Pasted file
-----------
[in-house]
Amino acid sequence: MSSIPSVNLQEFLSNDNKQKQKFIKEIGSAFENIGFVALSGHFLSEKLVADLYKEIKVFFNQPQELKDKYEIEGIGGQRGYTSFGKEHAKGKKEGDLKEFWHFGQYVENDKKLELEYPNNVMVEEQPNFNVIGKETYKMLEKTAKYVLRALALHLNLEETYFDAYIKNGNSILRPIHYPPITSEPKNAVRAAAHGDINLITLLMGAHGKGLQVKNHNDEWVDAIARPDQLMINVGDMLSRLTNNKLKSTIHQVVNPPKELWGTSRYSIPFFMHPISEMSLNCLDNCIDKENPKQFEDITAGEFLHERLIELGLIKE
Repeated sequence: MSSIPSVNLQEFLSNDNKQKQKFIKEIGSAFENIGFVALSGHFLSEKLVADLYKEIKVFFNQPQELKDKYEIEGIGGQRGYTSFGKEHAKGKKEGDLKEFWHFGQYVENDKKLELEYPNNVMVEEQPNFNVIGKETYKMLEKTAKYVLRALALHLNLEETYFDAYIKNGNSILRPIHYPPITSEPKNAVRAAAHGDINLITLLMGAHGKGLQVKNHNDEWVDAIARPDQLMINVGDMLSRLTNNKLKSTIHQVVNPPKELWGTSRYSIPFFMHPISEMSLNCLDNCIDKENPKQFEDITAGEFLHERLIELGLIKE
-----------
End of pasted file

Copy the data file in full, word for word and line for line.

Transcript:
[in-house]
Amino acid sequence: MSSIPSVNLQEFLSNDNKQKQKFIKEIGSAFENIGFVALSGHFLSEKLVADLYKEIKVFFNQPQELKDKYEIEGIGGQRGYTSFGKEHAKGKKEGDLKEFWHFGQYVENDKKLELEYPNNVMVEEQPNFNVIGKETYKMLEKTAKYVLRALALHLNLEETYFDAYIKNGNSILRPIHYPPITSEPKNAVRAAAHGDINLITLLMGAHGKGLQVKNHNDEWVDAIARPDQLMINVGDMLSRLTNNKLKSTIHQVVNPPKELWGTSRYSIPFFMHPISEMSLNCLDNCIDKENPKQFEDITAGEFLHERLIELGLIKE
Repeated sequence: MSSIPSVNLQEFLSNDNKQKQKFIKEIGSAFENIGFVALSGHFLSEKLVADLYKEIKVFFNQPQELKDKYEIEGIGGQRGYTSFGKEHAKGKKEGDLKEFWHFGQYVENDKKLELEYPNNVMVEEQPNFNVIGKETYKMLEKTAKYVLRALALHLNLEETYFDAYIKNGNSILRPIHYPPITSEPKNAVRAAAHGDINLITLLMGAHGKGLQVKNHNDEWVDAIARPDQLMINVGDMLSRLTNNKLKSTIHQVVNPPKELWGTSRYSIPFFMHPISEMSLNCLDNCIDKENPKQFEDITAGEFLHERLIELGLIKE